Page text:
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The Virtual Self: A Contemporary Sociology

ISBN: 978-0-470-77517-2
216 pages
April 2008, Wiley-Blackwell
The Virtual Self: A Contemporary Sociology (0470775173) cover image
The Virtual Self is an engaging and exciting text that addresses issues relating to our rapidly changing society, social structure, and communication needs. In doing so, it addresses major issues in sociology that inform virtually all of a student’s course work.
  • Introduces students to concepts of the self and society in an age of rapid technology and high speed communication
  • Examines the relationship between everyday life and social structure in key domains of communication, personality, work/family, leisure and entertainment, and economics
  • Written in a lively, engaging style for readers without a sociological background
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Preface.

1. Everyday Life in Our Wired World.

2. Sociology’s Encyclopedia.

3. Does Postmodernism Make You Mad? or, Did You Flunk Statistics?.

4. Adventures in Capitalism.

5. Girl Talk.

6. Virtually, a Sociology!.

Glossary.

References.

Index

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Ben Agger is Professor of Sociology and Humanities at the University of Texas at Arlington, where he also directs the Center for Theory. He publishes in critical theory and cultural studies. His most recent books include Public Sociology: From Social Facts to Literary Acts (2000) and Postponing the Postmodern: Sociological Practices, Selves and Theories (2002).
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  • Introduces students to concepts of the self and society in an age of rapid technology and high speed communication
  • Examines the relationship between everyday life and social structure in key domains of communication, personality, work/family, leisure and entertainment, and economics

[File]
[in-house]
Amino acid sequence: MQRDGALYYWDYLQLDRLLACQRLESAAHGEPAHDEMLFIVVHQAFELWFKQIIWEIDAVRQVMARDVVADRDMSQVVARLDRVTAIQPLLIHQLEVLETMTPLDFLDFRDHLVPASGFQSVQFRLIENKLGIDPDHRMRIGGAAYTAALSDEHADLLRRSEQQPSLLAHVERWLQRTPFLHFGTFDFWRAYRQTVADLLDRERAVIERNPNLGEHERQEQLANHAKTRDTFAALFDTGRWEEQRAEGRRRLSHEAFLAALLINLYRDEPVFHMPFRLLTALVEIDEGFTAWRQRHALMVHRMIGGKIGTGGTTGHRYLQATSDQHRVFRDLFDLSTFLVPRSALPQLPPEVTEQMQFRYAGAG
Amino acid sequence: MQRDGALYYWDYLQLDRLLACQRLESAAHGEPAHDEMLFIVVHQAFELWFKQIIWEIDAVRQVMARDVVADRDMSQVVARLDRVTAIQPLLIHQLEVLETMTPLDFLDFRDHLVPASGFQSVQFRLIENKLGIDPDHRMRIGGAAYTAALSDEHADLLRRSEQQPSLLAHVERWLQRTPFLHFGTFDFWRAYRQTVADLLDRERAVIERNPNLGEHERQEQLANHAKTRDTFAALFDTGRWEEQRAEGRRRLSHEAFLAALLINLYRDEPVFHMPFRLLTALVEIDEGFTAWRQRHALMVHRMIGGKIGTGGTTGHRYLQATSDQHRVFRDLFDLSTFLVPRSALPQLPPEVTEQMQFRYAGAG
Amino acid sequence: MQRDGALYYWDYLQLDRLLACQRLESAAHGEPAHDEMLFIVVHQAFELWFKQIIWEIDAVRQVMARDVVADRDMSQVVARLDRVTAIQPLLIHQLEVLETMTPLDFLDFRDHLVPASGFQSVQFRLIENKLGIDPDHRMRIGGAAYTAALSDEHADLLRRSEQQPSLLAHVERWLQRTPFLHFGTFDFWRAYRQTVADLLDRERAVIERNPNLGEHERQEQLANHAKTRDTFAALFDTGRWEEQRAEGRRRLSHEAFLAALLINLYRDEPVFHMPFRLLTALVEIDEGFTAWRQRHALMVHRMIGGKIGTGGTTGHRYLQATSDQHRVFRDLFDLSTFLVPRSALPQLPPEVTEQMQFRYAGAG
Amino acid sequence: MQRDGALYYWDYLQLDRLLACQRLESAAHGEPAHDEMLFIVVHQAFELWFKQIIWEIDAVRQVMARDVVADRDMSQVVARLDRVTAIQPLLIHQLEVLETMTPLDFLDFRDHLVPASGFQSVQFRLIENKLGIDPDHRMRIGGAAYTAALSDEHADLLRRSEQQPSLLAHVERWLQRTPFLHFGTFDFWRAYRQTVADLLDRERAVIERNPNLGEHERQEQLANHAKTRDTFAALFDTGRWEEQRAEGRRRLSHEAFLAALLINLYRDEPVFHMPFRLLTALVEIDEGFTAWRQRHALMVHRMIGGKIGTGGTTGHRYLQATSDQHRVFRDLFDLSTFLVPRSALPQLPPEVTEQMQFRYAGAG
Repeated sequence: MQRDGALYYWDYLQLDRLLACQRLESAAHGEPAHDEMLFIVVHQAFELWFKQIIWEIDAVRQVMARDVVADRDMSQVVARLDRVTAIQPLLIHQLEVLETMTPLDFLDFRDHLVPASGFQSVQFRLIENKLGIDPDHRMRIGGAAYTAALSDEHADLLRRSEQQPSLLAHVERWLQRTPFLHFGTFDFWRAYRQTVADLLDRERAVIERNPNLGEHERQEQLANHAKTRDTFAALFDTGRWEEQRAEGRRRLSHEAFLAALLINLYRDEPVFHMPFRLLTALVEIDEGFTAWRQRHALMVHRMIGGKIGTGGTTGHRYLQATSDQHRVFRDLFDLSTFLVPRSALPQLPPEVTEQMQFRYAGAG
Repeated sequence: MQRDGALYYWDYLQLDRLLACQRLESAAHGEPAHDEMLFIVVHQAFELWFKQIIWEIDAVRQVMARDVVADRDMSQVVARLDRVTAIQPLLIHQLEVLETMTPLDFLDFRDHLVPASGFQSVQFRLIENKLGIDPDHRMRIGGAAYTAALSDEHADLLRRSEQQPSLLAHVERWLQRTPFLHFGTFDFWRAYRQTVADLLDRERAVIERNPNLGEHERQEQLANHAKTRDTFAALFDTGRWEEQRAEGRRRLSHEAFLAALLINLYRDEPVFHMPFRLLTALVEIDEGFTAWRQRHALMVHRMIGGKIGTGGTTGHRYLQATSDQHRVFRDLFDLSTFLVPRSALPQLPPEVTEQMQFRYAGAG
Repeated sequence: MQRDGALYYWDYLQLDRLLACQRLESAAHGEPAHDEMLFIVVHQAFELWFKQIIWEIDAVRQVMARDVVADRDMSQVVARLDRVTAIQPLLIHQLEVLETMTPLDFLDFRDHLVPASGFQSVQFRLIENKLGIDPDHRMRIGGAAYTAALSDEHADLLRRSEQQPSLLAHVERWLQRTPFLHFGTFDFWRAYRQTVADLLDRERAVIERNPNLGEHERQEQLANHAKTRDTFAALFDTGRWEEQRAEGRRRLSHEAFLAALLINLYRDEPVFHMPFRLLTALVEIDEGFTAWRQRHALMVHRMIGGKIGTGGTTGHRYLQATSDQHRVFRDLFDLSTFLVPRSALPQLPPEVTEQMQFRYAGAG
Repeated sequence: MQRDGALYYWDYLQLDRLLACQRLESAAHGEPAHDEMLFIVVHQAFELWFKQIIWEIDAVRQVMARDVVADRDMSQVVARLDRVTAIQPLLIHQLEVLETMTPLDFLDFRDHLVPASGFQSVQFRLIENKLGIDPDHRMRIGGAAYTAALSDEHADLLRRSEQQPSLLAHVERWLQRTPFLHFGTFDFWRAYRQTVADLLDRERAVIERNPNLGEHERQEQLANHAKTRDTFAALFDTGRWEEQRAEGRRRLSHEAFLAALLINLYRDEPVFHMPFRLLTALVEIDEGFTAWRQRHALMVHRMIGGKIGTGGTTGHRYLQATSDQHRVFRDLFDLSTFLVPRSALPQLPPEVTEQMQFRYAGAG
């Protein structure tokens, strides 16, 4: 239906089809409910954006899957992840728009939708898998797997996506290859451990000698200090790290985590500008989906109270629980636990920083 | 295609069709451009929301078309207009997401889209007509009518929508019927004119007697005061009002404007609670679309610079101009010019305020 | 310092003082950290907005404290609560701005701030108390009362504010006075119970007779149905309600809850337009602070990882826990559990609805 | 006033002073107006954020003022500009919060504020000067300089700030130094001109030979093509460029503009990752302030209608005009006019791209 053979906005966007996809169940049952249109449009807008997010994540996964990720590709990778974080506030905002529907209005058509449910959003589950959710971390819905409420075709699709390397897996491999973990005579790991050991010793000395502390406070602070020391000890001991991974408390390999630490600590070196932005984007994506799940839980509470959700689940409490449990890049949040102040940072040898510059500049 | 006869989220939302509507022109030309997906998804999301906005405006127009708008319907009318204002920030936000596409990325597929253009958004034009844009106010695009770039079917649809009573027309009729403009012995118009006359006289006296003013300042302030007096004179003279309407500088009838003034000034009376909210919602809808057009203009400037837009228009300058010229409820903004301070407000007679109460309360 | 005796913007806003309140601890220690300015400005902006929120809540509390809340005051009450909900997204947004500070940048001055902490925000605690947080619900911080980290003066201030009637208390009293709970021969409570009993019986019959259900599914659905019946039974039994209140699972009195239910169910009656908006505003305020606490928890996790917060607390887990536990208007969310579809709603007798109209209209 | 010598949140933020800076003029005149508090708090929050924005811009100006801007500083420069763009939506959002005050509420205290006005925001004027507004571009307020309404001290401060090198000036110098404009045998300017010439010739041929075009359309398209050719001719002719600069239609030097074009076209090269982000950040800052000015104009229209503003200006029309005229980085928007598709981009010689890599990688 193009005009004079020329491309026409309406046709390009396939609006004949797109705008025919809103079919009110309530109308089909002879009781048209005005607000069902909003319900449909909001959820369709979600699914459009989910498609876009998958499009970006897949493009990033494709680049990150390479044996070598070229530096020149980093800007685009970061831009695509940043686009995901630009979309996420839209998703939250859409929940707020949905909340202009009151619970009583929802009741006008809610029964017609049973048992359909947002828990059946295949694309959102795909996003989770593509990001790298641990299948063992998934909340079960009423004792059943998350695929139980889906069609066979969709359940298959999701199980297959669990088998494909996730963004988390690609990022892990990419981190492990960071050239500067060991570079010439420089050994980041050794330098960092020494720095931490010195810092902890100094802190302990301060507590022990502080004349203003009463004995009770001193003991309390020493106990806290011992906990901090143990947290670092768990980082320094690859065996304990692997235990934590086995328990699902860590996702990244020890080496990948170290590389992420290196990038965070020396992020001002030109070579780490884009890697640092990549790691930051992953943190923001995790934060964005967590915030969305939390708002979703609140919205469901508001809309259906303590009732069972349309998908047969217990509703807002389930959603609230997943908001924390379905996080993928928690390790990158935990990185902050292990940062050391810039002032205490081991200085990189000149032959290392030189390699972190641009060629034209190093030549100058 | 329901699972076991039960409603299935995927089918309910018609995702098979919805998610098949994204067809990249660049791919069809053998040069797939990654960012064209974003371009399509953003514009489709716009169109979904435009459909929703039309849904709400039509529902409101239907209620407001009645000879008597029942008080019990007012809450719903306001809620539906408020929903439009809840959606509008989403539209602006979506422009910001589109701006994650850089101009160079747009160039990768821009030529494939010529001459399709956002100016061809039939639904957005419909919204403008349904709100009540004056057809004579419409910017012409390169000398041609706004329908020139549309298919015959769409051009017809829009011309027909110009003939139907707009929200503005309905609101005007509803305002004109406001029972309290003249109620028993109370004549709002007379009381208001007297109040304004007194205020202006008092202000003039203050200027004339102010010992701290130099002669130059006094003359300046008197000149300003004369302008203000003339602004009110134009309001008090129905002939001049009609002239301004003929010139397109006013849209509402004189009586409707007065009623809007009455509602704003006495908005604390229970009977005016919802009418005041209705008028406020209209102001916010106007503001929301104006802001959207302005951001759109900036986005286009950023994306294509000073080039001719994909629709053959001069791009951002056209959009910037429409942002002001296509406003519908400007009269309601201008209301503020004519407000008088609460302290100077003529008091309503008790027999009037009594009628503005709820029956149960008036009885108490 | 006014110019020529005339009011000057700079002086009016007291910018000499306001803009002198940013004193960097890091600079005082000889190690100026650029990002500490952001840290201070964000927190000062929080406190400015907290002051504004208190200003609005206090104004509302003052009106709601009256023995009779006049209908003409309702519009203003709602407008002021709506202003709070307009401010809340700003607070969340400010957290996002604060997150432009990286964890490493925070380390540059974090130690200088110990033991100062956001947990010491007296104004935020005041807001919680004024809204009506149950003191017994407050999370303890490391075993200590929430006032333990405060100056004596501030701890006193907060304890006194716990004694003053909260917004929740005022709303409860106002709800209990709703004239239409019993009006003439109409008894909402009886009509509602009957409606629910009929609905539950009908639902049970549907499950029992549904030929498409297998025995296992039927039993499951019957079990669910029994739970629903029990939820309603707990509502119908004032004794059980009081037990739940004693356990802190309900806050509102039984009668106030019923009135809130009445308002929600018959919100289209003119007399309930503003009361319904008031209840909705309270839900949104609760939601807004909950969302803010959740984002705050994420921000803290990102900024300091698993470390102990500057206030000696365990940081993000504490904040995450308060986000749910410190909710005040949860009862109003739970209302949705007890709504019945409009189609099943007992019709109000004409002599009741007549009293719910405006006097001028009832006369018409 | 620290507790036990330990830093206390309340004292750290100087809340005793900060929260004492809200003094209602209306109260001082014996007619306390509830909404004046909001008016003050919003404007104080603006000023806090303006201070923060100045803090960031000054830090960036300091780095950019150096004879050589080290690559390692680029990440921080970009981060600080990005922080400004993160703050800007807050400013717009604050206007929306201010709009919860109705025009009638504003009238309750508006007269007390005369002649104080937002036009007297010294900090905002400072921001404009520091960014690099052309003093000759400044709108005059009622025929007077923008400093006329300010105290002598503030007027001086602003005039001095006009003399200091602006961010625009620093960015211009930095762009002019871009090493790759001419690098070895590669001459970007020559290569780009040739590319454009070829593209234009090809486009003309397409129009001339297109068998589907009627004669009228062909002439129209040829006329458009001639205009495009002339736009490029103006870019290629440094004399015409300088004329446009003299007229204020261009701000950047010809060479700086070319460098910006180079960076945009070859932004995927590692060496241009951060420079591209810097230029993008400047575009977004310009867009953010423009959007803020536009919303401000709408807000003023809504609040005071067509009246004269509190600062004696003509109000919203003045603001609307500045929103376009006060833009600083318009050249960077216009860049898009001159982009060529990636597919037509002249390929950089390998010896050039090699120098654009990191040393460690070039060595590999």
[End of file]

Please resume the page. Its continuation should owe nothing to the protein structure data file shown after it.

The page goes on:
• Written in a lively, engaging style for readers without a sociological background
See More
"Those interested in knowing more about occupations at an individual or societal level will learn much from this book, which offers a wide and forward-looking sociological perspective." Journal of Occupational Science

"This is a bold, innovative work; a powerful study that attests to the cultural construction of the virtual and ‘real’ self in an often terrifying post-industrial world. Ben Agger is America’s leading sociological theorist in the critical school tradition. Classical and contemporary sociological theory ignored the issues he addresses in this book: namely how the self is embedded in technology. Agger corrects this oversight, and in the process has written a book that belongs on the shelf of all serious students of self, the media, culture, and the organization of everyday life." – Norman K. Denzin, University of Illinois at Urbana-Champaign

"The Virtual Self explores the many challenges posed by ‘virtuality’ for ethical, political, and social analysis. Agger mobilizes a wide-ranging style of intertextual criticism that engagingly illustrates why virtual selves and network societies must become a new focus for contemporary social research. His accessible approach and conversational style make this an ideal book for courses in several different disciplines." – Timothy W. Luke, Virginia Polytechnic Institute and State University

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